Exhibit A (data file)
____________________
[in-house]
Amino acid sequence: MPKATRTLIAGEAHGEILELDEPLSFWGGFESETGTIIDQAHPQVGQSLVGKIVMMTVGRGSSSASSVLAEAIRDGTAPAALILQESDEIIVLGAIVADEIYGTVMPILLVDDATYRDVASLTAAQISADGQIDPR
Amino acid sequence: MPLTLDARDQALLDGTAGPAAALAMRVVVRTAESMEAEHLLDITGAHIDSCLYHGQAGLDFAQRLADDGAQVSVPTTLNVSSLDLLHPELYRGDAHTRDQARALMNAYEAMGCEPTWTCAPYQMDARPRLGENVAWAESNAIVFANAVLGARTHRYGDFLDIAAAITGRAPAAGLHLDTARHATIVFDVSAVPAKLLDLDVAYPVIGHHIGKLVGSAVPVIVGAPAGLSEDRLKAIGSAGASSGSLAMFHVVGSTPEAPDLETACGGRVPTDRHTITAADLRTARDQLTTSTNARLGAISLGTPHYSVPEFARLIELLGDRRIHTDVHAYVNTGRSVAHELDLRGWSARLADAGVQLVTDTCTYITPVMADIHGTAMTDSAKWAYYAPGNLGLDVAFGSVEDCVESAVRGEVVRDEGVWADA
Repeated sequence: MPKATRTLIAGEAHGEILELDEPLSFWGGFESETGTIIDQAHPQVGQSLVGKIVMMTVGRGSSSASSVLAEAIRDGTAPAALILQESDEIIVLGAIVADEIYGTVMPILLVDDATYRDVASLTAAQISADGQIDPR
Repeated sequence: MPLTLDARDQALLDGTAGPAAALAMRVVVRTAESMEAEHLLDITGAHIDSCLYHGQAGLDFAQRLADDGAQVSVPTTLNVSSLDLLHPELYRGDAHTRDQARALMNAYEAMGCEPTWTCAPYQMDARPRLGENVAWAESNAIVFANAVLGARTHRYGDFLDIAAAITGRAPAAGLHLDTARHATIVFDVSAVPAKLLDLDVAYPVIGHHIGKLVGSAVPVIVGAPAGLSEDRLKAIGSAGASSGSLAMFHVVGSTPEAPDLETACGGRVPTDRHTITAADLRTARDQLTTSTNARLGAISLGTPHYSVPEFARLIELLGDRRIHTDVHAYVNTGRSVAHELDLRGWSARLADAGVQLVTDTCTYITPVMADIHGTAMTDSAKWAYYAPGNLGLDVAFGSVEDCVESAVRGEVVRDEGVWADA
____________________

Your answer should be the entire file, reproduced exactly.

[in-house]
Amino acid sequence: MPKATRTLIAGEAHGEILELDEPLSFWGGFESETGTIIDQAHPQVGQSLVGKIVMMTVGRGSSSASSVLAEAIRDGTAPAALILQESDEIIVLGAIVADEIYGTVMPILLVDDATYRDVASLTAAQISADGQIDPR
Amino acid sequence: MPLTLDARDQALLDGTAGPAAALAMRVVVRTAESMEAEHLLDITGAHIDSCLYHGQAGLDFAQRLADDGAQVSVPTTLNVSSLDLLHPELYRGDAHTRDQARALMNAYEAMGCEPTWTCAPYQMDARPRLGENVAWAESNAIVFANAVLGARTHRYGDFLDIAAAITGRAPAAGLHLDTARHATIVFDVSAVPAKLLDLDVAYPVIGHHIGKLVGSAVPVIVGAPAGLSEDRLKAIGSAGASSGSLAMFHVVGSTPEAPDLETACGGRVPTDRHTITAADLRTARDQLTTSTNARLGAISLGTPHYSVPEFARLIELLGDRRIHTDVHAYVNTGRSVAHELDLRGWSARLADAGVQLVTDTCTYITPVMADIHGTAMTDSAKWAYYAPGNLGLDVAFGSVEDCVESAVRGEVVRDEGVWADA
Repeated sequence: MPKATRTLIAGEAHGEILELDEPLSFWGGFESETGTIIDQAHPQVGQSLVGKIVMMTVGRGSSSASSVLAEAIRDGTAPAALILQESDEIIVLGAIVADEIYGTVMPILLVDDATYRDVASLTAAQISADGQIDPR
Repeated sequence: MPLTLDARDQALLDGTAGPAAALAMRVVVRTAESMEAEHLLDITGAHIDSCLYHGQAGLDFAQRLADDGAQVSVPTTLNVSSLDLLHPELYRGDAHTRDQARALMNAYEAMGCEPTWTCAPYQMDARPRLGENVAWAESNAIVFANAVLGARTHRYGDFLDIAAAITGRAPAAGLHLDTARHATIVFDVSAVPAKLLDLDVAYPVIGHHIGKLVGSAVPVIVGAPAGLSEDRLKAIGSAGASSGSLAMFHVVGSTPEAPDLETACGGRVPTDRHTITAADLRTARDQLTTSTNARLGAISLGTPHYSVPEFARLIELLGDRRIHTDVHAYVNTGRSVAHELDLRGWSARLADAGVQLVTDTCTYITPVMADIHGTAMTDSAKWAYYAPGNLGLDVAFGSVEDCVESAVRGEVVRDEGVWADA